IMDb > The Long Memory (1953)
The Long Memory
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The Long Memory (1953) More at IMDbPro »

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Down 2% in popularity this week. See why on IMDbPro.
Howard Clewes (novel)
Robert Hamer (screenplay) ...
View company contact information for The Long Memory on IMDbPro.
Release Date:
4 April 1953 (Sweden) See more »
To kiss . . . or to kill? See more »
A man seeks revenge but will he destroy himself in the process? After a long jail term for a crime he did not commit... See more » | Add synopsis »
User Reviews:
The days are long and the nights are longer. See more (21 total) »


  (in credits order) (complete, awaiting verification)

John Mills ... Phillip Davidson

John McCallum ... Supt. Bob Lowther

Elizabeth Sellars ... Fay Lowther
Eva Bergh ... Ilse
Geoffrey Keen ... Craig
Michael Martin Harvey ... Jackson (as Michael Martin-Harvey)
John Chandos ... Boyd
John Slater ... Pewsey

Thora Hird ... Mrs. Pewsey
Vida Hope ... Alice Gedge
Harold Lang ... Boyd's Chauffeur
Mary Mackenzie ... Gladys
John Glyn-Jones ... Gedge

John Horsley ... Bletchley
Fred Johnson ... Driver

Laurence Naismith ... Hasbury
Peter Jones ... Fisher

Christopher Beeny ... Mickie
rest of cast listed alphabetically:
Ernest Clark ... Prosecuting Counsel (uncredited)

Henry Edwards ... Judge (uncredited)
Arthur Mullard ... Policeman (uncredited)
Denis Shaw ... Shaw (uncredited)
Julian Somers ... Delaney (uncredited)
Russell Waters ... Scotson (uncredited)

Directed by
Robert Hamer 
Writing credits
Howard Clewes (novel)

Robert Hamer (screenplay) and
Frank Harvey (screenplay)

Produced by
Earl St. John .... executive producer
Hugh Stewart .... producer
Original Music by
William Alwyn 
Cinematography by
Harry Waxman (photography)
Film Editing by
Gordon Hales 
Casting by
Weston Drury Jr. (uncredited)
Art Direction by
Alex Vetchinsky  (as Vetchinsky)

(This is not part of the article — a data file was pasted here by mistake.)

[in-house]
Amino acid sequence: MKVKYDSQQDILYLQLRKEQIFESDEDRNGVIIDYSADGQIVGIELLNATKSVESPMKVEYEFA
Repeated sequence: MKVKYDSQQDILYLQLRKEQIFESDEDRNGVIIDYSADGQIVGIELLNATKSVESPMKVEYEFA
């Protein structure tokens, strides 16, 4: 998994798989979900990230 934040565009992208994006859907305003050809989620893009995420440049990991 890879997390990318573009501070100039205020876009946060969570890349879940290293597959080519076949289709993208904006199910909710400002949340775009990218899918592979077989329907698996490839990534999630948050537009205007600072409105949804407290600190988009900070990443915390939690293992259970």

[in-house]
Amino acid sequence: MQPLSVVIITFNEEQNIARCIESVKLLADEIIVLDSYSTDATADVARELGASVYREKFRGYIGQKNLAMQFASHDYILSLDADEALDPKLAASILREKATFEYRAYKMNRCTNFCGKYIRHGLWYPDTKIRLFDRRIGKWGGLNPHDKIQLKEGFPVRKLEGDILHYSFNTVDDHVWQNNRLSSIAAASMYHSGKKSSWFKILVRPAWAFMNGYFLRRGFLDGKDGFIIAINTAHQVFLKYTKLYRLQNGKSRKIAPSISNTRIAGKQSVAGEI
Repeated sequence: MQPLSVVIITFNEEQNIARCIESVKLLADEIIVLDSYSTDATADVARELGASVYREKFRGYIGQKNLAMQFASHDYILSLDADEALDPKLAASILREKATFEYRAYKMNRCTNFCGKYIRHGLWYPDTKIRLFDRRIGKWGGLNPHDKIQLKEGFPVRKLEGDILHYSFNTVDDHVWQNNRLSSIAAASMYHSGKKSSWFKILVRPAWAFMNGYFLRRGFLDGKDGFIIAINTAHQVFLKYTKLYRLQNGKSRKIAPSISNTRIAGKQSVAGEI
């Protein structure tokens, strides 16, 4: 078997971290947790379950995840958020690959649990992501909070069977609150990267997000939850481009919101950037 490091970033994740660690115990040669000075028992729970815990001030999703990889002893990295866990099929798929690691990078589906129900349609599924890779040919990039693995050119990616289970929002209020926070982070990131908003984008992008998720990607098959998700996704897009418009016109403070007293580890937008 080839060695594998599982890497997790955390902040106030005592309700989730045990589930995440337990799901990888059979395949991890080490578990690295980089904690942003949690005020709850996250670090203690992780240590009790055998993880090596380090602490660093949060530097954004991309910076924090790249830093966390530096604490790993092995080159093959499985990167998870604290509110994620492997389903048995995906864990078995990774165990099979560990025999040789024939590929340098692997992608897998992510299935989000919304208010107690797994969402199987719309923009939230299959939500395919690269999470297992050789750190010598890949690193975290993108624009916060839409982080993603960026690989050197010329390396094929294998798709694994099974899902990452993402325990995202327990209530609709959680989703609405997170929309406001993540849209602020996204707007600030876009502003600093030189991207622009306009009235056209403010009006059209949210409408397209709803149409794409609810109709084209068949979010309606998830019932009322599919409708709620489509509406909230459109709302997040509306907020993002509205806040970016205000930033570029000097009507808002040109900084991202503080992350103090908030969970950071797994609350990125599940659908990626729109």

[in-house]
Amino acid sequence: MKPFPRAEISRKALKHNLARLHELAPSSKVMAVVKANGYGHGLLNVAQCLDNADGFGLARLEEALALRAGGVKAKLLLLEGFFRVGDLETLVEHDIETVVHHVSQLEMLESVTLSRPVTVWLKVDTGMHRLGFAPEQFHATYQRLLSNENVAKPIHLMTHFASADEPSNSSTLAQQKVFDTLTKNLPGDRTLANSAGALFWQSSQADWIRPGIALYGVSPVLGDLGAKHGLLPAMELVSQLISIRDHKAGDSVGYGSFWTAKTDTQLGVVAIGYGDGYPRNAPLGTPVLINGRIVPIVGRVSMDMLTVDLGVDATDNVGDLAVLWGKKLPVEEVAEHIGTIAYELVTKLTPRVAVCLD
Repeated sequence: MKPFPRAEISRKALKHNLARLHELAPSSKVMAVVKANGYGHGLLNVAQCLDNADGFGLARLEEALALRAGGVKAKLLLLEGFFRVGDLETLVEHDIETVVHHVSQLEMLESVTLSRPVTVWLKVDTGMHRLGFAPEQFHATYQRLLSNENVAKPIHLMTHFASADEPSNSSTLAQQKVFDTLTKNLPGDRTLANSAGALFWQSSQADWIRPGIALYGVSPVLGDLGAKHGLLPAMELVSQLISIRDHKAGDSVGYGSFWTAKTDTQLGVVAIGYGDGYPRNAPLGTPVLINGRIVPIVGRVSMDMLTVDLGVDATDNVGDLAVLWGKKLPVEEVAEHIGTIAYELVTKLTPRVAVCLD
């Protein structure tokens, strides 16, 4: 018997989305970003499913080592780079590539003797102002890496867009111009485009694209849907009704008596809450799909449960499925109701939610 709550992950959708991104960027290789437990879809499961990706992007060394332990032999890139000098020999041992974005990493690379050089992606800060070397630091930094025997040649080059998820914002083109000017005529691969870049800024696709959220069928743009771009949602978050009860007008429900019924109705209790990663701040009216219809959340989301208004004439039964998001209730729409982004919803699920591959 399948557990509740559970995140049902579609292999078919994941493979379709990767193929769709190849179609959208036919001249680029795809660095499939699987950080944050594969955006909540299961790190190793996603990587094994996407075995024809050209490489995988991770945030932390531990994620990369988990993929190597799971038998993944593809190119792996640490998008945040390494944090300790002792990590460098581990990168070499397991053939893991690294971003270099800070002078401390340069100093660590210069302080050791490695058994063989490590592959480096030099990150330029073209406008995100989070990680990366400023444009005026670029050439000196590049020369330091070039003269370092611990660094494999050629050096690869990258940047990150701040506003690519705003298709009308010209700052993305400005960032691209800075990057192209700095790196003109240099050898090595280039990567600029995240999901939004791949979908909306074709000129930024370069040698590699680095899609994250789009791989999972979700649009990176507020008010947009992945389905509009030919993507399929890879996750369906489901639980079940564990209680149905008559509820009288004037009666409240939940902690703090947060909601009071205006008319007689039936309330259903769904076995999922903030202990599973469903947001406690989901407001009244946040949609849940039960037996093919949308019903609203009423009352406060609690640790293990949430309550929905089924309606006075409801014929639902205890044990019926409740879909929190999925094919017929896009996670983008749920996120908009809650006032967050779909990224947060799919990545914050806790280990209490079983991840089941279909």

Costume Design by
Joan Ellacott 
Makeup Department
George Blackler .... makeup artist
Biddy Chrystal .... hair stylist (uncredited)
Production Management
Denis Holt .... production manager
Second Unit Director or Assistant Director
Robert Asher .... assistant director
David W. Orton .... assistant director (as David Orton)
Christopher Sutton .... third assistant director (uncredited)
Art Department
Jim Able .... draughtsman (uncredited)
Bert Gaiters .... property master (uncredited)
Brian Herbert .... chief draughtsman (uncredited)
Arthur Taksen .... set dresser (uncredited)
Sound Department
Gordon K. McCallum .... sound recordist
Winston Ryder .... sound editor
C.C. Stevens .... sound recordist
Bill Daniels .... dubbing crew (uncredited)
Basil Fenton-Smith .... boom operator (uncredited)
John Salter .... assistant boom operator (uncredited)
George Willows .... sound camera operator (uncredited)
Special Effects by
Bill Warrington .... special effects (as W. Warrington)
Camera and Electrical Department
James Bawden .... camera operator
John Alcott .... clapper loader (uncredited)
Jack Atcheler .... focus puller (uncredited)
Ian Jeayes .... still photographer (uncredited)
Costume and Wardrobe Department
Dorothy Edwards .... wardrobe supervisor: women (uncredited)
Bob Rayner .... wardrobe supervisor: men (uncredited)
Editorial Department
Derek Armstrong .... assistant editor (uncredited)
Anthony Harvey .... second assistant editor (uncredited)